I've started reading Agile Software Development with Scrum. This is just the first few sections of the book, but I've tried to pull out key thoughts and instructions that can be skimmed over and later used as a benchmark.
Take a look at the other posts:
A chicken and a pig are together when the chicken says, "Let's start a restaurant!" The pig thinks it over and says, "what do you want to call this restaurant?" The chicken says "Ham n' Eggs!"
The pig says, "no, thanks. I'd be committed but you'd only be involved!"
Team members commit to a goal and do the work that is required to meet it. They are called pigs becaue they, like the pigs in the joke, are comitted to the project. Everyone else is a chicken. Chickens can attend Daily Scrums, but they have to stand on the periphery. Chickens are not allowed to interfere with the meeting in any way.
The Scrum Master is responsible for ensuring that the daily scrum goes well. They help to minimise distractions so it keeps focussed and quick.
Every team member must arrive on time for each Daily Scrum. The meeting starts promptly even if people aren't there.
Questions each team member answers:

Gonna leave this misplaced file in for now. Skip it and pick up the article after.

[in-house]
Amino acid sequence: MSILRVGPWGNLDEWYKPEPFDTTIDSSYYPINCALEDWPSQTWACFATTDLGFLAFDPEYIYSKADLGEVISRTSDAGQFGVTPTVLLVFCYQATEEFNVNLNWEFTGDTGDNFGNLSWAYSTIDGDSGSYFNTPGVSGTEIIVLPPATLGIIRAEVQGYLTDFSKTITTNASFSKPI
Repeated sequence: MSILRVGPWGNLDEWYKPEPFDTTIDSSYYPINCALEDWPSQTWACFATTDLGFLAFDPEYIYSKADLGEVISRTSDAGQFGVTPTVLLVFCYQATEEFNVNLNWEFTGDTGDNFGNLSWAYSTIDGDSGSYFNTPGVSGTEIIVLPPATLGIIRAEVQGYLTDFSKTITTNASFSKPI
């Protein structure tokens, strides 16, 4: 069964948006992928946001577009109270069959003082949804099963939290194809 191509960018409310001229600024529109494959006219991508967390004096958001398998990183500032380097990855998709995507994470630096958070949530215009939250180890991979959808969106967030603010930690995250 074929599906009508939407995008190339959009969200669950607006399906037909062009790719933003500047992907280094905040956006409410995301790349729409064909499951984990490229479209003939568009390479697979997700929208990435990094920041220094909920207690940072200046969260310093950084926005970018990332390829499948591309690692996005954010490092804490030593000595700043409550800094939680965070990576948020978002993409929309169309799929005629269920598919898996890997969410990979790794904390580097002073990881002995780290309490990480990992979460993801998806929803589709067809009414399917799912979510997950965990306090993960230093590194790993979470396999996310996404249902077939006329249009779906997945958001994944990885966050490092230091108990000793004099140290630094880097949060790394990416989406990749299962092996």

- What have you done since last Scrum?
- What will you do between now and the next Scrum?
- What got in your way of doing any work?
These are anything which is stopping a team member from achieving the agreed goal.
Here are a few examples, more of which are in the book.
- Workstation, network, and/or server down
- Need to attend hr or management meetings
- Asked by management to do something else
- Don't know how to proceed
- Unsure of a design decision
The Scrum Master's top priority is removing impediments. Impediments are displayed on a wall visible by the team.
If open impediments get to be lengthy, this may indicate the larger organisation isn't supporting the team. In worst case scenarios the Scrum Master may have to cancel the sprint. This is a very powerful card to play.
The team have full authority to make all of the decisions necessary to turn Product Backlog in to a Product Increment to meet the Sprint Goal.
Completed work has momentum and usually will be "good enough" or at the very least, it will be far better than nothing.